The corps d'armée under the orders of Marshal Augereau formed the left wing of the French troops. Advancing out from the Mühltal, he was obliged to fight the «Schnecke», Saxon troops on a hill at the end of the valley. Other attacks were launched against the village of Isserstadt.
Marshal Ney's Route
Marshal Ney's troops, posted in the heart of the fighting around Vierzehnheiligen assaulted the German lines between Krippendorf and Isserstadt.
General Von Tauentzien's Route
At the beginning of the battle, the Prussian outposts around General Von Tauentzien were posted in the area of the Dornberg, a vital strategic position, and in the villages of Closewitz and Lützeroda. Napoleon had decided to attack the Dornberg first, and it was here that the battle of Jena began. After their defeat, Von Tauntzien's forces withdrew behind Krippendorf.
The Prince of Hohenlohe's Route
The Prince of Hohenlohe commanded part of the Prussian army near Jena. Commanding from his headquarters at Kapellendorf, he faced the French troops that had occupied the Dornberg. Hohenlohe commanded in person during the fighting, that ended in defeat near Vierzehnheiligen. He fled toward Weimar under the protection of a battalion of Saxon infantry Aus dem Winkel.
General Holtzendorf's Route
The Prussian troops under General Von Holtzendorf formed the outposts intended to protect the headquarters near Kapellendorf. Holtzendorf was defeated by Marshal Soult's troops near Rödigen and Lehesten. His units withdrew toward Stobra and Apolda and took no further part in the fighting.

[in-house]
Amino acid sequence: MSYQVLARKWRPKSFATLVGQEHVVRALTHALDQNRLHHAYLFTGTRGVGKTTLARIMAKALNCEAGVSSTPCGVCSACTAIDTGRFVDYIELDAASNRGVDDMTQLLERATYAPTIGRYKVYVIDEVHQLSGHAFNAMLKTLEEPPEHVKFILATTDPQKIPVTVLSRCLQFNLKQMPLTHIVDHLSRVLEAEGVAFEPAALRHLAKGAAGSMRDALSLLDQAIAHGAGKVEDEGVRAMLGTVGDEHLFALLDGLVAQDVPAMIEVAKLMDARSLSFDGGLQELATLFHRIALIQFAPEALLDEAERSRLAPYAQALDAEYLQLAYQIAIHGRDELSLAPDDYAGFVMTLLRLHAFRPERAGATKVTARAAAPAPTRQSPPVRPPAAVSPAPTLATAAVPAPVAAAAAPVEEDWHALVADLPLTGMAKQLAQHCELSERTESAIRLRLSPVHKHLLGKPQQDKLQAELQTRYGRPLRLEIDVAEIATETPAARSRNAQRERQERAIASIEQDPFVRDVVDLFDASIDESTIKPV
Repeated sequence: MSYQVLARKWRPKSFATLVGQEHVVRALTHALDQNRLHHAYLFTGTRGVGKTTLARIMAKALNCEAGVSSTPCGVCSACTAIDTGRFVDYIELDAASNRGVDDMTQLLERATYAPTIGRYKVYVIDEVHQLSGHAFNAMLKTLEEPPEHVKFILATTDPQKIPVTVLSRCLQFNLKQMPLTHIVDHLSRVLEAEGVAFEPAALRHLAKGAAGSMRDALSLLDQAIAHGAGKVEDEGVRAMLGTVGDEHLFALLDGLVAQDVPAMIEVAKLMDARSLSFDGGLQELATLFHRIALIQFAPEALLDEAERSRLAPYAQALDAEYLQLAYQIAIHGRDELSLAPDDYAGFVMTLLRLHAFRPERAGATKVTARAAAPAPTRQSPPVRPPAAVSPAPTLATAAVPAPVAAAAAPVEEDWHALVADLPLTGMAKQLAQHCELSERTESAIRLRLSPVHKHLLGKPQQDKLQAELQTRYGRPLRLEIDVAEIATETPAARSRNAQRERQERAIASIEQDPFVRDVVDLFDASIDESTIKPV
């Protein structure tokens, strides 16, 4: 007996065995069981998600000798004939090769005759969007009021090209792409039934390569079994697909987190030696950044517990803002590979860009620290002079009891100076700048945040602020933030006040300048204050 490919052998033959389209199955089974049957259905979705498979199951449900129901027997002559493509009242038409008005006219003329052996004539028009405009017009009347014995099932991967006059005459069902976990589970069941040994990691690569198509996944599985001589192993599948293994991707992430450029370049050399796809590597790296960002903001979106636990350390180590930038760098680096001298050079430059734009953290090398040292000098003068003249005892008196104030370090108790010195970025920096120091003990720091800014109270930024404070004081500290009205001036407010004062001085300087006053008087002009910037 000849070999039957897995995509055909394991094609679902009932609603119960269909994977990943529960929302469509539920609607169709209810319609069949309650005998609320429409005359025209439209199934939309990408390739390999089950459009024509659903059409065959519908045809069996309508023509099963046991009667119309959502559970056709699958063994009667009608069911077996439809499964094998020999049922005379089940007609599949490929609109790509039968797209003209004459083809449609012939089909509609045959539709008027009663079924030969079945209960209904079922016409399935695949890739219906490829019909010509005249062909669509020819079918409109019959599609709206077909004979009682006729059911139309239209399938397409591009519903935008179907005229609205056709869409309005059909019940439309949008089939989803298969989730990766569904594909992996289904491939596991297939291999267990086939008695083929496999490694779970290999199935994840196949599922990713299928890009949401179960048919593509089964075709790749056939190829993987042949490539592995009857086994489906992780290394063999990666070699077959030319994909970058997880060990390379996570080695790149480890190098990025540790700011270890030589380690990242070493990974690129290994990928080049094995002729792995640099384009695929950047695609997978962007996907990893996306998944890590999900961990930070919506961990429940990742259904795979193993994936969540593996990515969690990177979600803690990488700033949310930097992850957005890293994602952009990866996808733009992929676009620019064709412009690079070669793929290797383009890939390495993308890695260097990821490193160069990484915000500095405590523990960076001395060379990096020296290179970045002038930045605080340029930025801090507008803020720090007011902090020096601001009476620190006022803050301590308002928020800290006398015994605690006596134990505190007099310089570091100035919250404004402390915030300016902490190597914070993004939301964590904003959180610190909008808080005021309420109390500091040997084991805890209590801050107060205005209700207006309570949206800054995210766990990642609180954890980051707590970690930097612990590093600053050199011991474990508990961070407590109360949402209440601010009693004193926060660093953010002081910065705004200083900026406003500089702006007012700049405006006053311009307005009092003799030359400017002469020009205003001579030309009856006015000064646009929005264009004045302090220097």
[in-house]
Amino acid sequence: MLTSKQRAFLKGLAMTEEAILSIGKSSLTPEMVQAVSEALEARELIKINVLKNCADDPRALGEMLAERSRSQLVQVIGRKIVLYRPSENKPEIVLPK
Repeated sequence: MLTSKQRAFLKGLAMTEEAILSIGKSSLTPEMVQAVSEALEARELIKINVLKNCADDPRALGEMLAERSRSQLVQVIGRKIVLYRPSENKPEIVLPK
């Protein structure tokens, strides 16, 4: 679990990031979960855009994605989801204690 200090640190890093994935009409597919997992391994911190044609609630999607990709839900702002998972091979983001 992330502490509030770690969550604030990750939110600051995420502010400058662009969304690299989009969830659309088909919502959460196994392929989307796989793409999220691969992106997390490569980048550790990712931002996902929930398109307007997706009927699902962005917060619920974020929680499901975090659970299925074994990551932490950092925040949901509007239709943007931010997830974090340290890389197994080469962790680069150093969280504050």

General von Rüchel's Route
General Von Rüchel commanded another part of the Prussian army, that found itself near Weimar on the day of the fighting. Answering Prince Hohenlohe's calls for help until late in the day, he arrived on the battlefield at Kapellendorf too late to influence the course of the battle. Rüchel's troops were defeated at Sperlingsberg near Kappellendorf.
The Saxon Route
On the night before the battle, the Saxons, allied to the Prussians, had set up camp near Hohlstedt. When the fighting began, they were positioned around «An der Schnecke» and Isserstadt, in order to cover the attacks from the Mühltal. They were beaten by Augereau's corps and taken prisoner.
Marshal Bernadotte's Route
Marshal Bernadotte's Route follows the Saale cycle path, linking the battlefield of Jena and Auerstedt. It crosses the area through which the French troops under Bernadotte passed. Bernadotte, jealous of Davout, refused to obey the orders given by the Emperor that obliged him to support Davout's heavily outnumbered corps. Due to the incompetence of their commander (who narrowly avoided being court-martialled afterwards) Bernadotte's corps took little part in the fighting until the the day after the battles of Jena and Auerstadt.
Marshal Murat's Route
It was at Dornburg that part of the reserve cavalry commanded by Marshal Murat arrived on the battlefied of Jena. Their intervention was one of the main reasons that balance of the fighting swung in favour of the French.